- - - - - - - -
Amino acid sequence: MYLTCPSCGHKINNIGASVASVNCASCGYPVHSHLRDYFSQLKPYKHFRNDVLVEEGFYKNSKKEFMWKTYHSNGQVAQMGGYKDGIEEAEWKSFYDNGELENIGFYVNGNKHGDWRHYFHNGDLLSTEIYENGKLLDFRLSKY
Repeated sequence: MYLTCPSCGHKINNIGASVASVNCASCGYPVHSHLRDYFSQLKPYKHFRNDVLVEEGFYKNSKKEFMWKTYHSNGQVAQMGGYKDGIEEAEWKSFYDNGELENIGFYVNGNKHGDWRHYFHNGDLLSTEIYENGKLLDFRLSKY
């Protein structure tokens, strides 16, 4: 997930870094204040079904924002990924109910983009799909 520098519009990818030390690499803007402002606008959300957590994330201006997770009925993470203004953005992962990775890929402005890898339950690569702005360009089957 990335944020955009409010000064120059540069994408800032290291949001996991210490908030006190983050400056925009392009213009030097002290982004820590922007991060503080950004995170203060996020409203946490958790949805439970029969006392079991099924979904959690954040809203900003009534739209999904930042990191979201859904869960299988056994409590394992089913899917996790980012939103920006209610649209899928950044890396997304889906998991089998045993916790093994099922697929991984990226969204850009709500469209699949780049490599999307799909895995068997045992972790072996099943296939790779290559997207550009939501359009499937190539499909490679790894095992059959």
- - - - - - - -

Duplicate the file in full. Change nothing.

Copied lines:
Amino acid sequence: MYLTCPSCGHKINNIGASVASVNCASCGYPVHSHLRDYFSQLKPYKHFRNDVLVEEGFYKNSKKEFMWKTYHSNGQVAQMGGYKDGIEEAEWKSFYDNGELENIGFYVNGNKHGDWRHYFHNGDLLSTEIYENGKLLDFRLSKY
Repeated sequence: MYLTCPSCGHKINNIGASVASVNCASCGYPVHSHLRDYFSQLKPYKHFRNDVLVEEGFYKNSKKEFMWKTYHSNGQVAQMGGYKDGIEEAEWKSFYDNGELENIGFYVNGNKHGDWRHYFHNGDLLSTEIYENGKLLDFRLSKY
């Protein structure tokens, strides 16, 4: 997930870094204040079904924002990924109910983009799909 520098519009990818030390690499803007402002606008959300957590994330201006997770009925993470203004953005992962990775890929402005890898339950690569702005360009089957 990335944020955009409010000064120059540069994408800032290291949001996991210490908030006190983050400056925009392009213009030097002290982004820590922007991060503080950004995170203060996020409203946490958790949805439970029969006392079991099924979904959690954040809203900003009534739209999904930042990191979201859904869960299988056994409590394992089913899917996790980012939103920006209610649209899928950044890396997304889906998991089998045993916790093994099922697929991984990226969204850009709500469209699949780049490599999307799909895995068997045992972790072996099943296939790779290559997207550009939501359009499937190539499909490679790894095992059959």